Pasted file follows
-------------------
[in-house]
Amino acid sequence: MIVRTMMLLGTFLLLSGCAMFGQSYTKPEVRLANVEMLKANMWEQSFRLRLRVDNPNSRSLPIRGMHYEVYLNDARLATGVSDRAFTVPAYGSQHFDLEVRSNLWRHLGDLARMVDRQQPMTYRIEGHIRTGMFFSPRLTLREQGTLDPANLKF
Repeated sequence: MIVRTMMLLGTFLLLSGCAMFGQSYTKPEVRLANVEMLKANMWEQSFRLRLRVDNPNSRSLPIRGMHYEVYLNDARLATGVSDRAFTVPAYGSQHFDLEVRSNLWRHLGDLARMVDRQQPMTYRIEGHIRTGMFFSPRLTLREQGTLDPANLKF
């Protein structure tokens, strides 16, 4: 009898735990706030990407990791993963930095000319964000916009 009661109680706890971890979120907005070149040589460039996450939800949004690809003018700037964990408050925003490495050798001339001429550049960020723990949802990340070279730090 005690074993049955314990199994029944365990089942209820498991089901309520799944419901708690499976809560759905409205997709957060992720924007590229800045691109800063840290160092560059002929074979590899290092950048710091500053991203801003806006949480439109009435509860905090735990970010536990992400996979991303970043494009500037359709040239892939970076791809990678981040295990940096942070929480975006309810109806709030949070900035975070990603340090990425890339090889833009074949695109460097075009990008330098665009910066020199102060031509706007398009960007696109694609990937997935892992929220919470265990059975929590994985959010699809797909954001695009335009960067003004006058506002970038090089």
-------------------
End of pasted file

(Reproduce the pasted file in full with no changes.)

[in-house]
Amino acid sequence: MIVRTMMLLGTFLLLSGCAMFGQSYTKPEVRLANVEMLKANMWEQSFRLRLRVDNPNSRSLPIRGMHYEVYLNDARLATGVSDRAFTVPAYGSQHFDLEVRSNLWRHLGDLARMVDRQQPMTYRIEGHIRTGMFFSPRLTLREQGTLDPANLKF
Repeated sequence: MIVRTMMLLGTFLLLSGCAMFGQSYTKPEVRLANVEMLKANMWEQSFRLRLRVDNPNSRSLPIRGMHYEVYLNDARLATGVSDRAFTVPAYGSQHFDLEVRSNLWRHLGDLARMVDRQQPMTYRIEGHIRTGMFFSPRLTLREQGTLDPANLKF
């Protein structure tokens, strides 16, 4: 009898735990706030990407990791993963930095000319964000916009 009661109680706890971890979120907005070149040589460039996450939800949004690809003018700037964990408050925003490495050798001339001429550049960020723990949802990340070279730090 005690074993049955314990199994029944365990089942209820498991089901309520799944419901708690499976809560759905409205997709957060992720924007590229800045691109800063840290160092560059002929074979590899290092950048710091500053991203801003806006949480439109009435509860905090735990970010536990992400996979991303970043494009500037359709040239892939970076791809990678981040295990940096942070929480975006309810109806709030949070900035975070990603340090990425890339090889833009074949695109460097075009990008330098665009910066020199102060031509706007398009960007696109694609990937997935892992929220919470265990059975929590994985959010699809797909954001695009335009960067003004006058506002970038090089």